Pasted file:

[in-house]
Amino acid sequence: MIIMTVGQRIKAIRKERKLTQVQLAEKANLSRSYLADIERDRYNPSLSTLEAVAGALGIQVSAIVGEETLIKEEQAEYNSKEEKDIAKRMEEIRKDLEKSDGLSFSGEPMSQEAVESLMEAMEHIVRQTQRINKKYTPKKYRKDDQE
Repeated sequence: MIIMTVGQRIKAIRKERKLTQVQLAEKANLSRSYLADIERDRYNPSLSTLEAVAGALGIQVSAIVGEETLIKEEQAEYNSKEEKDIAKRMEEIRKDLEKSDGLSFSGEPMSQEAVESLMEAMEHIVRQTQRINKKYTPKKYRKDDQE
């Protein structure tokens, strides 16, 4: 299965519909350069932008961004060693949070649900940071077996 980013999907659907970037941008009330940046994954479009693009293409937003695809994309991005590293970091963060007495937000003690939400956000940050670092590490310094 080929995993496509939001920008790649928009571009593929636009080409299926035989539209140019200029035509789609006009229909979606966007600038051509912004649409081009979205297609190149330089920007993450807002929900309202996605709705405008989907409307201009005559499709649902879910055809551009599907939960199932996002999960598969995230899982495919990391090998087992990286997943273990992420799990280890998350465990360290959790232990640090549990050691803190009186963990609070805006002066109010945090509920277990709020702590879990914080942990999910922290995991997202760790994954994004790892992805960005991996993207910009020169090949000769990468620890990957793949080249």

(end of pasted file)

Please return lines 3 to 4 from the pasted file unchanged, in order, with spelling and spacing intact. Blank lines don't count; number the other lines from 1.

Repeated sequence: MIIMTVGQRIKAIRKERKLTQVQLAEKANLSRSYLADIERDRYNPSLSTLEAVAGALGIQVSAIVGEETLIKEEQAEYNSKEEKDIAKRMEEIRKDLEKSDGLSFSGEPMSQEAVESLMEAMEHIVRQTQRINKKYTPKKYRKDDQE
């Protein structure tokens, strides 16, 4: 299965519909350069932008961004060693949070649900940071077996 980013999907659907970037941008009330940046994954479009693009293409937003695809994309991005590293970091963060007495937000003690939400956000940050670092590490310094 080929995993496509939001920008790649928009571009593929636009080409299926035989539209140019200029035509789609006009229909979606966007600038051509912004649409081009979205297609190149330089920007993450807002929900309202996605709705405008989907409307201009005559499709649902879910055809551009599907939960199932996002999960598969995230899982495919990391090998087992990286997943273990992420799990280890998350465990360290959790232990640090549990050691803190009186963990609070805006002066109010945090509920277990709020702590879990914080942990999910922290995991997202760790994954994004790892992805960005991996993207910009020169090949000769990468620890990957793949080249």